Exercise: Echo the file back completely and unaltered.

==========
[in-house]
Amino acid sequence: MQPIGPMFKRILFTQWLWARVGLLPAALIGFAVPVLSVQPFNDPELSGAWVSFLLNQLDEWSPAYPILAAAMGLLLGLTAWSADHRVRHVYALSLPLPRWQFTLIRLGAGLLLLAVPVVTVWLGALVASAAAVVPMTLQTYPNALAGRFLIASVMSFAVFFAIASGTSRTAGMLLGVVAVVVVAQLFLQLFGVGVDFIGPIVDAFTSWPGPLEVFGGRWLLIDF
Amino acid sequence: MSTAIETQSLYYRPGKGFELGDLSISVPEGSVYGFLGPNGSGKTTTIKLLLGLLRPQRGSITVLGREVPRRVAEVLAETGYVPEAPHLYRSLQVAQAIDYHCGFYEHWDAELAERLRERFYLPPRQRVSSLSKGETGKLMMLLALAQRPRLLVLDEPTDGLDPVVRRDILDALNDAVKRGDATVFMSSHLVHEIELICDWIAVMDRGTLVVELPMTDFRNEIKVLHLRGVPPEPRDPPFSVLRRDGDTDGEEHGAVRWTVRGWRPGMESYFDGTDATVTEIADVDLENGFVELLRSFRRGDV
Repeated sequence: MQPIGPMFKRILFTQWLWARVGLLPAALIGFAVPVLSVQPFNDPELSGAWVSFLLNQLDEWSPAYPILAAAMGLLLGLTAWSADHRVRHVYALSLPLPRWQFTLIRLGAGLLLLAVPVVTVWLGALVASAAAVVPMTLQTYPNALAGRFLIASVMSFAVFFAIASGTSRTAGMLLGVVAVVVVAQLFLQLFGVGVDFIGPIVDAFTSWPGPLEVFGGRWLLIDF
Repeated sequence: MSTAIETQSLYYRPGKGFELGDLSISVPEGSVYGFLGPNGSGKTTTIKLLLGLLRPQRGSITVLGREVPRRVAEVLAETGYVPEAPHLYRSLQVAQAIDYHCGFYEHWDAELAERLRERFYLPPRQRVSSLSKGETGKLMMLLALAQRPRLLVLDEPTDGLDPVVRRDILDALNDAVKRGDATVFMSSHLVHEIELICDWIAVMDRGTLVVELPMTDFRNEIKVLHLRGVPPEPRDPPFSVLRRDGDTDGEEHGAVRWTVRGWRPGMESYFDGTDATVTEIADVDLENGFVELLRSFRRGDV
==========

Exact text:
[in-house]
Amino acid sequence: MQPIGPMFKRILFTQWLWARVGLLPAALIGFAVPVLSVQPFNDPELSGAWVSFLLNQLDEWSPAYPILAAAMGLLLGLTAWSADHRVRHVYALSLPLPRWQFTLIRLGAGLLLLAVPVVTVWLGALVASAAAVVPMTLQTYPNALAGRFLIASVMSFAVFFAIASGTSRTAGMLLGVVAVVVVAQLFLQLFGVGVDFIGPIVDAFTSWPGPLEVFGGRWLLIDF
Amino acid sequence: MSTAIETQSLYYRPGKGFELGDLSISVPEGSVYGFLGPNGSGKTTTIKLLLGLLRPQRGSITVLGREVPRRVAEVLAETGYVPEAPHLYRSLQVAQAIDYHCGFYEHWDAELAERLRERFYLPPRQRVSSLSKGETGKLMMLLALAQRPRLLVLDEPTDGLDPVVRRDILDALNDAVKRGDATVFMSSHLVHEIELICDWIAVMDRGTLVVELPMTDFRNEIKVLHLRGVPPEPRDPPFSVLRRDGDTDGEEHGAVRWTVRGWRPGMESYFDGTDATVTEIADVDLENGFVELLRSFRRGDV
Repeated sequence: MQPIGPMFKRILFTQWLWARVGLLPAALIGFAVPVLSVQPFNDPELSGAWVSFLLNQLDEWSPAYPILAAAMGLLLGLTAWSADHRVRHVYALSLPLPRWQFTLIRLGAGLLLLAVPVVTVWLGALVASAAAVVPMTLQTYPNALAGRFLIASVMSFAVFFAIASGTSRTAGMLLGVVAVVVVAQLFLQLFGVGVDFIGPIVDAFTSWPGPLEVFGGRWLLIDF
Repeated sequence: MSTAIETQSLYYRPGKGFELGDLSISVPEGSVYGFLGPNGSGKTTTIKLLLGLLRPQRGSITVLGREVPRRVAEVLAETGYVPEAPHLYRSLQVAQAIDYHCGFYEHWDAELAERLRERFYLPPRQRVSSLSKGETGKLMMLLALAQRPRLLVLDEPTDGLDPVVRRDILDALNDAVKRGDATVFMSSHLVHEIELICDWIAVMDRGTLVVELPMTDFRNEIKVLHLRGVPPEPRDPPFSVLRRDGDTDGEEHGAVRWTVRGWRPGMESYFDGTDATVTEIADVDLENGFVELLRSFRRGDV